1. These are two connected petitions which arise out of the same incident. The petitioner was a landlord of certain premises, part of which was let to the opposite party. The opposite party made a complaint alleging that he had been prevented by force from entering the premises let to him. The petitioner was tried under Section 448, Penal Code, for house trespass. The learned Magistrate who heard the case held that a case under Section 448, Penal Code, had not been made out and acquitted the petitioner on that charge. He, however, found the petitioner guilty of a lesser offence under Section 341, Penal Code, and sentenced him to pay a fine of Rs. 60 or in default to undergo simple imprisonment for one week.
2. The complainant thereupon applied to be put in possession of the premises, which he alleged had been let to him, under the provisions of Section 522, Criminal P.O. The learned Magistrate was satisfied that the opposite party had not been prevented by actual physical force from entering upon his premises. Nevertheless he held that he was bound by a Full Bench decision of this Court in the case of Mohni Mohan Chowdhury v. Harendra Chandra, 31 cal. 691 : 1 Cr.L. J. 453 (P.B.)), and made an order restor-ing possession to the opposite party.
3. The two petitions before me are directed against the order convicting the petitioner and the order directing the petitioner to restore possession to the opposite party.
4. It appears to me that there is no ground whatsoever for challenging the conviction of the petitioner under Section 341, Penal Code. There was abundant evidence that the petitioner had locked the door of these premises and thus restrained the opposite party who was entitled to possession from entering thereon and enjoying possession of the same.
5. It is to be observed that the case for the opposite party was that he had been assaulted and forcibly dragged out of the premises before the petitioner locked them. But this part of the opposite party's version was disbelieved. All that the Magistrate found was that the petitioner had wrongfully locked the door of these premises and thus prevented the opposite party who was his tenant, from entering thereon. It is clear that there is no finding whatsoever that any force or show of force was used towards the opposite party.
6. Section 522, Criminal P. C, empowers a Court to restore possession whenever a person is convicted of an offence attended by criminal force or show of force or by criminal intimidation and it appears to the Court that by such force or show of force or criminal intimidation the complainant has been dispossessed of any immovable property. In other words, a complainant if dispossessed by criminal force or show of force or intimidation may recover the property from which he was dispossessed.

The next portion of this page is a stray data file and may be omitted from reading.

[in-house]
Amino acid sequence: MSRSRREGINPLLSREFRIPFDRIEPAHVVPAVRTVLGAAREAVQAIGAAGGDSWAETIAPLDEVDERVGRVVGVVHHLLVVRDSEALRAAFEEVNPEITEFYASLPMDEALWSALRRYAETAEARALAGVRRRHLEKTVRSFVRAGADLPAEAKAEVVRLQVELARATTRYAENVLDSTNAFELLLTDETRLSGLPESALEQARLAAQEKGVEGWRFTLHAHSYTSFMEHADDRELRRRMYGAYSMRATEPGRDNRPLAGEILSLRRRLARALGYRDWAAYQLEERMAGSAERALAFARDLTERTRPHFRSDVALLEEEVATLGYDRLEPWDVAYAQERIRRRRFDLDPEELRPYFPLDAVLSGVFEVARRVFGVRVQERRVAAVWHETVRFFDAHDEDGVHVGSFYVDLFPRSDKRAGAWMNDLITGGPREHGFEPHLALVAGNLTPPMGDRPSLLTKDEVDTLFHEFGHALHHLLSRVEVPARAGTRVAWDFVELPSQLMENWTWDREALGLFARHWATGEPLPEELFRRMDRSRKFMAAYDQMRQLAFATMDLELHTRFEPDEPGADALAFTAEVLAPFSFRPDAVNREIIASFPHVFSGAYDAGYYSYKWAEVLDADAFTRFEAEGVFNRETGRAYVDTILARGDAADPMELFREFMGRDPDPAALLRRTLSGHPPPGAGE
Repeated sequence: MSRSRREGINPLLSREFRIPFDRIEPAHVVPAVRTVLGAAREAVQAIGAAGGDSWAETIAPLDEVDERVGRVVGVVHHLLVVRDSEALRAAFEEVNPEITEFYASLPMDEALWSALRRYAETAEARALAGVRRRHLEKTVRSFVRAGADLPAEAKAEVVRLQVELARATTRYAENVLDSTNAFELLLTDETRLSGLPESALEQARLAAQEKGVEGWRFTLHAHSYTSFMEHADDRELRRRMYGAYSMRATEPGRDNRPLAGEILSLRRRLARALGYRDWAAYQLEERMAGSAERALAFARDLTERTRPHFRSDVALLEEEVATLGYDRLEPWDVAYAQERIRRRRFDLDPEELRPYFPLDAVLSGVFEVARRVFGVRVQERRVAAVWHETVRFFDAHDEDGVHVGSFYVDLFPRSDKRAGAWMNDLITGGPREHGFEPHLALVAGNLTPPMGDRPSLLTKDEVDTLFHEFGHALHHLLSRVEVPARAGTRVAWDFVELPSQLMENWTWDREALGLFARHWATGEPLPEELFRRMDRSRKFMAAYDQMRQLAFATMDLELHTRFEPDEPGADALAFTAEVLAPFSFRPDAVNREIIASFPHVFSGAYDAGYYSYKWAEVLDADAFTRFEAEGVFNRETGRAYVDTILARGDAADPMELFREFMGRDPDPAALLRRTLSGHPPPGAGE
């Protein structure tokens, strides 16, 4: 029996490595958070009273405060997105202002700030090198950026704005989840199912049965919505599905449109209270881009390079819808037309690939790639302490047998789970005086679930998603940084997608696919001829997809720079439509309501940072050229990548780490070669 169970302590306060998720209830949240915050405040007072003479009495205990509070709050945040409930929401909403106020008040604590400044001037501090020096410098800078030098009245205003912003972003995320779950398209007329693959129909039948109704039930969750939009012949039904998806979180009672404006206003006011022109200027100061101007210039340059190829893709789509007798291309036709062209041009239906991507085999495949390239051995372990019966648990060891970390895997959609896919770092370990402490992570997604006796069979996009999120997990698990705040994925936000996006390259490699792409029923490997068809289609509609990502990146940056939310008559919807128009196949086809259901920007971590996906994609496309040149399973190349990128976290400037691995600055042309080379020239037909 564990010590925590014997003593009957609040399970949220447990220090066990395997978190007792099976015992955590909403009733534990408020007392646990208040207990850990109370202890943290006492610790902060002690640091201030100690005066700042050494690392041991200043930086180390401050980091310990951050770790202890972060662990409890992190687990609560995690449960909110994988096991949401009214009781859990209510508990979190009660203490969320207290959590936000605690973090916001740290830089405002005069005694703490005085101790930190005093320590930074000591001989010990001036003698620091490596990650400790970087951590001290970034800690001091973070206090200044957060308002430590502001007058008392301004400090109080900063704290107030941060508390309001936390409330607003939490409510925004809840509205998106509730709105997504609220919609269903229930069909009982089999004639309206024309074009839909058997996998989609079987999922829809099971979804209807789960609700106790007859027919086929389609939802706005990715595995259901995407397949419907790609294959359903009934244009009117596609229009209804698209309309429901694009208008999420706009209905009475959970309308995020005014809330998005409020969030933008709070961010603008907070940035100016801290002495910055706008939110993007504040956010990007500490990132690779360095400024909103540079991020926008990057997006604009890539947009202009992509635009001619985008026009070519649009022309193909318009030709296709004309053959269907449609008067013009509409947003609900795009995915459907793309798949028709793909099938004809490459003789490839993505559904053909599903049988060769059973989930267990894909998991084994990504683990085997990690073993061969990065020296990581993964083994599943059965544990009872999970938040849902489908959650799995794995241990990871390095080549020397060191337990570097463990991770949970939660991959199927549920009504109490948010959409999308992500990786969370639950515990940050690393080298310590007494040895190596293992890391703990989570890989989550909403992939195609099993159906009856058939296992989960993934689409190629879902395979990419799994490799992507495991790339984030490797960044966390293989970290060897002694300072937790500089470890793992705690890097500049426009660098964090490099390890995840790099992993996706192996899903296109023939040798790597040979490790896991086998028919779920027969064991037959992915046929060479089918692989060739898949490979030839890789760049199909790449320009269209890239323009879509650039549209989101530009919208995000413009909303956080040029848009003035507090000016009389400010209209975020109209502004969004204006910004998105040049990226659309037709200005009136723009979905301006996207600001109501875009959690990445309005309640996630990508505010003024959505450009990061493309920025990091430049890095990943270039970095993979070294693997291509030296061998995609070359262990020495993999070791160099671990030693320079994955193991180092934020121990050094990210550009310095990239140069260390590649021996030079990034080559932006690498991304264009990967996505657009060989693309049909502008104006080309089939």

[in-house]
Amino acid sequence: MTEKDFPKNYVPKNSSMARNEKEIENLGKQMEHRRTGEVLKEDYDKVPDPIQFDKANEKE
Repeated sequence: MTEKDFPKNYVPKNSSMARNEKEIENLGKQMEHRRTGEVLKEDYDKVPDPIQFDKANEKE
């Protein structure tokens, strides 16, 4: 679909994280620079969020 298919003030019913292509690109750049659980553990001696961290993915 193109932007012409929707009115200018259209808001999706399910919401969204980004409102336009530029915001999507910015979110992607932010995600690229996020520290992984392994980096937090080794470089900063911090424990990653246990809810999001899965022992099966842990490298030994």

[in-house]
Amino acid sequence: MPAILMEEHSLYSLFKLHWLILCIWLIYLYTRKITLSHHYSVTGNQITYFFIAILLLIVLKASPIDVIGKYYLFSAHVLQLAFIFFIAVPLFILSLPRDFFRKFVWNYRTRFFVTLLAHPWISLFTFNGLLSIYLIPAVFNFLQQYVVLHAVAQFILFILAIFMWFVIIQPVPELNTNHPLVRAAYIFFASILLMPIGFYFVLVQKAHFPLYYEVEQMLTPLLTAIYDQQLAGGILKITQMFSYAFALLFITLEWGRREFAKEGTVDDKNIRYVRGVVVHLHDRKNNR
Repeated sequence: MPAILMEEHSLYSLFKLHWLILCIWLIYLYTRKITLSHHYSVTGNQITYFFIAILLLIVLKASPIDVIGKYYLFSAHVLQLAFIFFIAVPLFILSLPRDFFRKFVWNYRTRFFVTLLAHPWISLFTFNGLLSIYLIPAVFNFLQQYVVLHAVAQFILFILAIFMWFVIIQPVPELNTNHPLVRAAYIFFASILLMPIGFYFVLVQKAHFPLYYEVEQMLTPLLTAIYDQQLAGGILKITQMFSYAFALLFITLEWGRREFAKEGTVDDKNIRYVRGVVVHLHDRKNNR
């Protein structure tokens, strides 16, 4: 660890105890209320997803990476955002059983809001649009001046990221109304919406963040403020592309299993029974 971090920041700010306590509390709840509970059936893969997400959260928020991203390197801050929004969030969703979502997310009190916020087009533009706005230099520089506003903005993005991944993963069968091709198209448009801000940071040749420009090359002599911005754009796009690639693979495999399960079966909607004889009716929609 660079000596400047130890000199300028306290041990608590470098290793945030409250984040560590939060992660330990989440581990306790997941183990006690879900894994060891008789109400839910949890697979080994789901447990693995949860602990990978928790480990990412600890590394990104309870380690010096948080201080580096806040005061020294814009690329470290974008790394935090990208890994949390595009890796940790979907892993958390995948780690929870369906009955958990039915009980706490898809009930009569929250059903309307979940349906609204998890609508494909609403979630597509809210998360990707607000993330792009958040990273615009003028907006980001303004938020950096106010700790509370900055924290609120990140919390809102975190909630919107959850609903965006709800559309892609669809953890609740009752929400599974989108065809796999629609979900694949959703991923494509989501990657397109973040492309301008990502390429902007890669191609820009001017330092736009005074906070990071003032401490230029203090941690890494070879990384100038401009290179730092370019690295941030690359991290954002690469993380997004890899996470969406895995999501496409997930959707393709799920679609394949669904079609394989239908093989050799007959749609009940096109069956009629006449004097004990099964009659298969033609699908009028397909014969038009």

7. It is clear that in this case dispossession was not the result of force or show of force or criminal intimidation, and therefore it appears to me that Section 622 has no application. The Full Bench case relied upon by the learned Magistrate in no way helps the opposite party. The learned Magistrate did not examine the facts of the Full Bench case. Had he done so, he would have found that in that case the person dispossessed had been physically assaulted and chased away. There had, therefore, been criminal force and a show of further criminal force. Those elements are entirely absent in this case and that being so the Fall Bench case can have no application.
8. In my judgment the petitioner was properly convicted under Section 811, Penal Code, but the order made against him to-restore possession cannot be sustained.
9. In the result, therefore, the application in Revision No. 210 of 1948 is dismissed and the conviction and sentence are affirmed. The rule in Revision No. 190 of 1948 is made absolute and the order restoring possession of the premises to the opposite party is set aside. The rule in case No. 210 of 1948 is discharged.